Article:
“I wonder now about that Okie accent of his, which we used to mimic: "waal, Lam.” Did he choose not to attempt the tweedy, preppy tone aspired to by other heads? Or, more likely, did he never even think about it.

“He told us he had planned to be a "tennis bum" until he ran into Bill Tilden at the Southwest tournament (a big tournament in those days). He said Tilden moved him around at will and he decided he needed something else to do. Guess there was more to it than that. 

“The campus then was so flat and treeless, almost empty compared to now; you could see him a long way off. I see him in my mind striding across the grass, those long arms with that straight pendular swing, pipe in hand, head down. Even if we couldn't see his face, we knew he was thinking seriously about us, the school, working something out in his mind, while jaunty little Pal trotted along behind with his head up.” 

I wrote about Doc myself in an essay of mine that was published in Mike Winchell’s 2016 anthology Been There Done That: School Daze. I wrote:

“Philosophical inquiries were among Doc’s favorite pastimes, and he especially enjoyed engaging in them with the school’s teenaged population. He saw that as a good way to open young minds to new ways of looking at life.

“Doc and I had bonded from my earliest days at the school. He found my cartooning ambitions a refreshingly novelty and encouraged me to let my satirical impulses roam free. This was true even when he was my target, as he often was in cartoons I drew for the student newspaper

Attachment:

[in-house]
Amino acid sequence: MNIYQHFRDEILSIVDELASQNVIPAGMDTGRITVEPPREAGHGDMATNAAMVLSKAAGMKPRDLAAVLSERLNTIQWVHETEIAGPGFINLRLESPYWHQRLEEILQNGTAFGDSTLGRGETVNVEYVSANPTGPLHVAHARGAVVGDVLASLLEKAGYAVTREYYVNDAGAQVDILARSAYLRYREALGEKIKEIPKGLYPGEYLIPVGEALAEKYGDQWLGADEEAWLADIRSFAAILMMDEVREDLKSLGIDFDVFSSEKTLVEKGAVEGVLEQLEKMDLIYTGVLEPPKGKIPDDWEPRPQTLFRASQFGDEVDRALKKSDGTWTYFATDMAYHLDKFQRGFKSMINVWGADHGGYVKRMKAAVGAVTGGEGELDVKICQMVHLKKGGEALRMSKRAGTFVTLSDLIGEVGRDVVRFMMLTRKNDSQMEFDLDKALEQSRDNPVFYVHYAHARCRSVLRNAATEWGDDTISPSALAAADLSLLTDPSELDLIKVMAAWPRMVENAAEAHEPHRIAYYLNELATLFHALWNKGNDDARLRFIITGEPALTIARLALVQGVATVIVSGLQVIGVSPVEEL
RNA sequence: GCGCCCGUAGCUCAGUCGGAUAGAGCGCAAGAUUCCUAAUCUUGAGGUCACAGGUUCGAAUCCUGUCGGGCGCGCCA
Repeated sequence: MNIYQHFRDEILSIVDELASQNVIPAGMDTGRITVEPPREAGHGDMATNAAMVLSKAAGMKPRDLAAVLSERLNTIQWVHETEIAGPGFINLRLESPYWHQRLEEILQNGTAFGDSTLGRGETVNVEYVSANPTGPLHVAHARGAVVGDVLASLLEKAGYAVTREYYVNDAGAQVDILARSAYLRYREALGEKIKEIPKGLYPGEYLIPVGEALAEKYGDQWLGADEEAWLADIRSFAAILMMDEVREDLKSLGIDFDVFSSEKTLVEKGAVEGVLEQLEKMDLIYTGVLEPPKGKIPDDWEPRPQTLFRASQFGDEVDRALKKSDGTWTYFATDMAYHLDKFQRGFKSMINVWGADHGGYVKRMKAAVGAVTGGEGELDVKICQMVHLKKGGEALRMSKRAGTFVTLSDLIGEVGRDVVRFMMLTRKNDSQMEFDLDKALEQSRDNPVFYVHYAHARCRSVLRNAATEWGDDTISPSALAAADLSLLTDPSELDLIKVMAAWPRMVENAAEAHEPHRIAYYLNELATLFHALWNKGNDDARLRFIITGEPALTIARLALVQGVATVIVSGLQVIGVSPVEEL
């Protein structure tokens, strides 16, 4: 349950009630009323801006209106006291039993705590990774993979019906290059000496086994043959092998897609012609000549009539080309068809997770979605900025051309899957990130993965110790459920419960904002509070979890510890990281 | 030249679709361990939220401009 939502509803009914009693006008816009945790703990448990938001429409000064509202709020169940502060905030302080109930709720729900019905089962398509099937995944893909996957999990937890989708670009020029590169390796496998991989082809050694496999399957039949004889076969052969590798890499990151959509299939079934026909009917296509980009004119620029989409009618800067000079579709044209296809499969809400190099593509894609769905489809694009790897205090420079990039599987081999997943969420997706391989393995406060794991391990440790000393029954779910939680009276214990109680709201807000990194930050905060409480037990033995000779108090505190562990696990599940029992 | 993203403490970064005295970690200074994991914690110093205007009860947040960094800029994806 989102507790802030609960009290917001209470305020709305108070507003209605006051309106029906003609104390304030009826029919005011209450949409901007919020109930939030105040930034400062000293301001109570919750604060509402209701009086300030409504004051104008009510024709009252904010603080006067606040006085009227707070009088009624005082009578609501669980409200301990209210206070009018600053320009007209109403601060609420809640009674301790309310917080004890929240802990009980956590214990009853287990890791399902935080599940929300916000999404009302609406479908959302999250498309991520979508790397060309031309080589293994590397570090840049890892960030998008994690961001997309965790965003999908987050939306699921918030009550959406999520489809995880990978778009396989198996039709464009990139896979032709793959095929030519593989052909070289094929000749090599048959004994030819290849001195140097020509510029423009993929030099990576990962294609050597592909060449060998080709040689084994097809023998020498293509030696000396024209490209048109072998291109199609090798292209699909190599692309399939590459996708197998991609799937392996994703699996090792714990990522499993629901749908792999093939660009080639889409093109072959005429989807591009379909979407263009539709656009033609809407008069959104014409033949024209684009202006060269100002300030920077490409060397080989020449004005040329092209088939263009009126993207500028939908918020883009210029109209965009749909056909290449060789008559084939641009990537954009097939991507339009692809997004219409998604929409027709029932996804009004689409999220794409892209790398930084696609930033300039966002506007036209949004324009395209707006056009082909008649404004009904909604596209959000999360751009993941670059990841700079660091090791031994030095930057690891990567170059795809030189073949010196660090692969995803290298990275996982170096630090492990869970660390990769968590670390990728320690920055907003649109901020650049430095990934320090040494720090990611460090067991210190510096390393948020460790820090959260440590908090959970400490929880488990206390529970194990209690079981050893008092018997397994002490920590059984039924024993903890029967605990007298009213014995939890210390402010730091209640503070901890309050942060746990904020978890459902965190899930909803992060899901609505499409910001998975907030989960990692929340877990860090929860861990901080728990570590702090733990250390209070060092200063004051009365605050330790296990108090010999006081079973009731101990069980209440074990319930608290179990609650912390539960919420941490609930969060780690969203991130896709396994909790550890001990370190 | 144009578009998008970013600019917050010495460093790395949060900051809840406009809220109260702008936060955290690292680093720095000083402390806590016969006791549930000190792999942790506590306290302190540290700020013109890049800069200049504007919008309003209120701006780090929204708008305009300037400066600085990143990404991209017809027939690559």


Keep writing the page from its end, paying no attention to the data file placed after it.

“Spoofing Doc was easy because of the unique figure he cut as an educator. He was a tall, portly, big-boned, balding, pipe-puffing, charismatic visionary whose brilliance was obvious even though he spoke in a rural Oklahoma drawl.

“In or out of the classroom, Doc was likely to prod students into conversations about topics we had never seriously considered, like the nature of democracy or the essentials of civic responsibility. For a teenager like me he was an inspiring presence.

“His role as a mentor didn’t stop me from making fun of him, though….”

In the course of covering the naming ceremony for the Shelby County Reporter, journalist Stephen Dawkins shared an anecdote that was recounted by another classmate of mine, Frank Samford III (known as “Sammy” Samford to all of us back in the day). It's a story that exemplifies Doc’s commitment to active participation by the students in all governing decisions at the school—even on those occasions when we students bit the hand that educated us. 

Dawkins wrote:

“Samford told how students during his time at the school questioned the implementation of rules about student life without consulting students first, as was required by school policy.

“Samford said Armstrong admitted the mistake and pledged it would not happen again—and opined that such a resolution would not have occurred at “any private school other than Indian Springs.”

“‘Next to my parents, he was the most important adult in my life,’ Samford said.”

Howard Cruse
(Posted July 4, 2017)

Above: a cartoon I drew as a gift to Doc at the time of his retirement. The fact that he is lobbing apples in the picture instead of tennis ball refers to “Knowledge and Apples,” a pamphlet he wrote expounding his educational philosophy in simple language (see below). I was thrilled when he asked this 14-year-old aspiring cartoonist to illustrate his words.

The felt-tip ink with which I wrote labels for the various smashed apples in the picture have faded, so I’ll help you read them. The conceptual apples Doc was lobbing are “great ideas”; “intellectual propositions”; “pungent paradoxes”; “comparative linguistics”; “geopolitics”; “economic theory”; and “nuclear physics.”